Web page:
No one is immune to user error. Even an experienced DBA or system administrator can delete a redo log file with the extension .log as a mistake when taking it as a simple log file to be deleted to release space. Fortunately, user error can often be solved by using physical backups, logical backups, and even Oracle Flashback technology.
An application error happens when a software malfunction causes data corruption at the logical or physical levels. A bug in the code can easily damage data or even corrupt a data block. This kind of problem can be solved using Oracle block media recovery and Edition-Based Redefinition (EBR, a revolutionary capability that allows online application upgrades with uninterrupted availability of the application). It is important to have a proper test done before promoting an application change to any production environment.
Tip: Always do a backup before and after a change is implemented in a production environment. A before backup will allow you to roll back to the previous state in case something goes wrong. An after-the-backup will protect you to avoid redoing the change in case of a failure, as it was not included in the previous backup available.
Types of Backups
Now that you understand all types of possible failures that could affect your database, let’s take a closer look at the definition of backup and the types of backups available to ensure our data’s recoverability.
A backup is a real and consistent copy of data from a database that could be used to reconstruct the data after an incident. Consequently, there are two different types of backups available, which are:
- Physical backups
- Logical backups
A Physical Backup
A physical backup is a copy of all the physical database files that are required to perform the recovery of a database. These include datafiles, control files, parameter files, and archived redo log files. As an Oracle DBA, we have different options to make a physical backup of our database. Backups can be taken using user-managed backup techniques or using Recovery Manager (RMAN). Both techniques will be discussed in more detail later in this book. Physical backups are the foundation of any serious backup and recovery strategy.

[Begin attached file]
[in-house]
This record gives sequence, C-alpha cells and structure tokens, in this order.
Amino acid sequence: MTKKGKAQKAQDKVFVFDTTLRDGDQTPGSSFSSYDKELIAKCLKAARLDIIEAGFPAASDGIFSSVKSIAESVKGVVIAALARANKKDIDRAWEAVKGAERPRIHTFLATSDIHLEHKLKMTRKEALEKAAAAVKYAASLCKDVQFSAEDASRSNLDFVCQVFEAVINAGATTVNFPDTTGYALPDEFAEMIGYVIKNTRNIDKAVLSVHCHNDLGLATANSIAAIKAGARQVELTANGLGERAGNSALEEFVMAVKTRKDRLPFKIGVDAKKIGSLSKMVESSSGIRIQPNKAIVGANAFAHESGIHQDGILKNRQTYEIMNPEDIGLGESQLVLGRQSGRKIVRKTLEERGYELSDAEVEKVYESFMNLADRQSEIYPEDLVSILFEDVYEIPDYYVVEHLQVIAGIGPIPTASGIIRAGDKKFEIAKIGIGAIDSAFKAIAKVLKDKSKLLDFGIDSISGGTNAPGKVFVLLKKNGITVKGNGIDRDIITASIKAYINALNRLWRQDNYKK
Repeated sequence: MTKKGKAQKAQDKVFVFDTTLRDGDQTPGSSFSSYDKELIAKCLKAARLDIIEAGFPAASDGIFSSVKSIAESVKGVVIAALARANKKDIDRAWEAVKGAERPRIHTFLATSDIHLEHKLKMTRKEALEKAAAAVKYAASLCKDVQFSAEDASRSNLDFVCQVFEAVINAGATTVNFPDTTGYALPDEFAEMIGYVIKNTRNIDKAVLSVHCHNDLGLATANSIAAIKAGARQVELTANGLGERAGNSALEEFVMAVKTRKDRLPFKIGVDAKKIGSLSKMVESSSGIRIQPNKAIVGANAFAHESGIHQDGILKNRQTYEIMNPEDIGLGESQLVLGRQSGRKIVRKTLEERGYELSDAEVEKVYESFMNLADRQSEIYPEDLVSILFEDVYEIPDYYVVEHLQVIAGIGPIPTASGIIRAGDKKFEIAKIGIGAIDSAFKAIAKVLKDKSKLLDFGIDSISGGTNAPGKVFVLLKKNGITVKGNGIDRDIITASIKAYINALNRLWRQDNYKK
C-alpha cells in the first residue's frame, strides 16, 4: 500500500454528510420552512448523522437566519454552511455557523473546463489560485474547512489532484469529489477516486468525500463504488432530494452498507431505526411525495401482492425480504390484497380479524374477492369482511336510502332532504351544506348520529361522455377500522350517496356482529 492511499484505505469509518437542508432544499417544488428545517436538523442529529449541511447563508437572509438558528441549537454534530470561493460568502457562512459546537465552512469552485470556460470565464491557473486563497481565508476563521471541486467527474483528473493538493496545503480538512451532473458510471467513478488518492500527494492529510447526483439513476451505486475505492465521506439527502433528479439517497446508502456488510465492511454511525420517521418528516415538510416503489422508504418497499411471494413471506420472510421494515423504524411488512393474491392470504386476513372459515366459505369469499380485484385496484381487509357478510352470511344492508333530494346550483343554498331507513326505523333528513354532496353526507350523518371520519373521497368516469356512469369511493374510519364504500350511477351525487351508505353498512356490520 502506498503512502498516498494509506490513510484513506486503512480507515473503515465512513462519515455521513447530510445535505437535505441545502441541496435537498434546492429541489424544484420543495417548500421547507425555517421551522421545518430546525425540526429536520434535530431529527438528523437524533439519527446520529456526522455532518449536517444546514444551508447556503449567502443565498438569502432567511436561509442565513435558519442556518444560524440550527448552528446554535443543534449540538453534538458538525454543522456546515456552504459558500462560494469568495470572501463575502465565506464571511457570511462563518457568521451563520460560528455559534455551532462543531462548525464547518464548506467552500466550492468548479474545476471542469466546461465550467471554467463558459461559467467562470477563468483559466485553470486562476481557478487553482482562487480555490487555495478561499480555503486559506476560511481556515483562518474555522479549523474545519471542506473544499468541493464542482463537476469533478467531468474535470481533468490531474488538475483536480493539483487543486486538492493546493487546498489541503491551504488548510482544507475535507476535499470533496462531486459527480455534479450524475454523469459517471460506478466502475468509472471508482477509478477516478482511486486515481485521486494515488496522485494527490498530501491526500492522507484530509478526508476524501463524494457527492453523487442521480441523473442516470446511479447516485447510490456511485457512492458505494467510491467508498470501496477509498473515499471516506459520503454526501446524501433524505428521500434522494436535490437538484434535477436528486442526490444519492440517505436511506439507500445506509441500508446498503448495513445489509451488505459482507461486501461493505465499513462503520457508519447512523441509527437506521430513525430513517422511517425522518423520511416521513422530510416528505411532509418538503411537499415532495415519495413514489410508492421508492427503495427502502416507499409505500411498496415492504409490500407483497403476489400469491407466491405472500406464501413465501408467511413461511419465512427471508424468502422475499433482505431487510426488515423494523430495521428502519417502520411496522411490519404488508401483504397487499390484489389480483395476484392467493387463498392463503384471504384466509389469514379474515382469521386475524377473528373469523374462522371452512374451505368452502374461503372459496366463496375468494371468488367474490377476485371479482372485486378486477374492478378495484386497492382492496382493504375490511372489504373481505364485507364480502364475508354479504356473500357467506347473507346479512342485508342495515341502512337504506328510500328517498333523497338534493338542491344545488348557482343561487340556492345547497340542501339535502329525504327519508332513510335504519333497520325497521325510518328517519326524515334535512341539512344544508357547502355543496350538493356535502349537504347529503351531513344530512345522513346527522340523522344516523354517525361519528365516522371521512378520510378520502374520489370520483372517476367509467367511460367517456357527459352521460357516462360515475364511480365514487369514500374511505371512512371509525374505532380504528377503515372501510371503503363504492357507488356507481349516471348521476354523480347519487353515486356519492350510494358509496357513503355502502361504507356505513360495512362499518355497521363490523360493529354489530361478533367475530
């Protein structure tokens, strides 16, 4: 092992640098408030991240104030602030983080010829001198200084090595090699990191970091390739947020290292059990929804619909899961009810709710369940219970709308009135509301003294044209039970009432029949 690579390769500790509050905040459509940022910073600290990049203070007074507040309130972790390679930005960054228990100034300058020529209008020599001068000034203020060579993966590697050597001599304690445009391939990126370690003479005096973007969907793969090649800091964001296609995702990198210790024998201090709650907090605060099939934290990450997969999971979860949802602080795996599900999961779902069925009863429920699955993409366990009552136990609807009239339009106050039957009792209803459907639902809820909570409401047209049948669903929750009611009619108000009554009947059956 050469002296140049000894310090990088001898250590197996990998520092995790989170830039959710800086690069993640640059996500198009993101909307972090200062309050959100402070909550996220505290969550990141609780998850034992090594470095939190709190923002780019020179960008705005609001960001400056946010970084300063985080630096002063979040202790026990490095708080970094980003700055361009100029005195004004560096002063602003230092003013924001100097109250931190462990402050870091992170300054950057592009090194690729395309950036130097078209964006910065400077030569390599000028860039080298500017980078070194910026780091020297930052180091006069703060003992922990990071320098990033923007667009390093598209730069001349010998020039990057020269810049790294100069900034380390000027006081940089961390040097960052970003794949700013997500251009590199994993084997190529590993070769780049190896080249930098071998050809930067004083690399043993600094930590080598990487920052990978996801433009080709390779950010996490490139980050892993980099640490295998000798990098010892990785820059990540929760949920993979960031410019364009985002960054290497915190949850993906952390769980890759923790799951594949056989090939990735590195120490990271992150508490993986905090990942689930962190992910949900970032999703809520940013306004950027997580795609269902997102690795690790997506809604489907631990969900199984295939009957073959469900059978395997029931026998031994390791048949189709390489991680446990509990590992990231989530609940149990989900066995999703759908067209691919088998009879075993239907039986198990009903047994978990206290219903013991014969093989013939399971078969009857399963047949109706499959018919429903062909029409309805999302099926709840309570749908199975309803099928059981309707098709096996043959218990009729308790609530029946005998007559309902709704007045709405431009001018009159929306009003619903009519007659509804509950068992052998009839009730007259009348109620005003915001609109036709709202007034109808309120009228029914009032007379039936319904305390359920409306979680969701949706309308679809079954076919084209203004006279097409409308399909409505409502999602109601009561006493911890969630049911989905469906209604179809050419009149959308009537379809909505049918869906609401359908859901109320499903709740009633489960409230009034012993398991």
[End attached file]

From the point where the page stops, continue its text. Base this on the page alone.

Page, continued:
A Logical Backup
Oracle uses Oracle Data Pump to allow us to generate a logical backup that can be used to migrate data or even do a partial or full recovery of our database. The utilities available are the Data Pump Export program (expdp) and the Data Pump Import program (impdp).Many people have a misconception of these tools in thinking that they can only be used to move data. Data Pump is a very flexible and powerful tool that can easily become a DBA’s best friend if well utilized. It is not just for moving data. It can also play a crucial role in your backup and recovery strategy.
Tip: The old Import and Export utilities – In the previous versions of Oracle we used to work with similar utilities called exp and imp. The exp utility is deprecated since Oracle 11g, but the imp utility is still currently supported by Oracle. The imp utility allows us to recover any backup generated by the old exp program. Just keep in mind that the use of exp is not supported anymore by Oracle and using it can bring future trouble to your environment.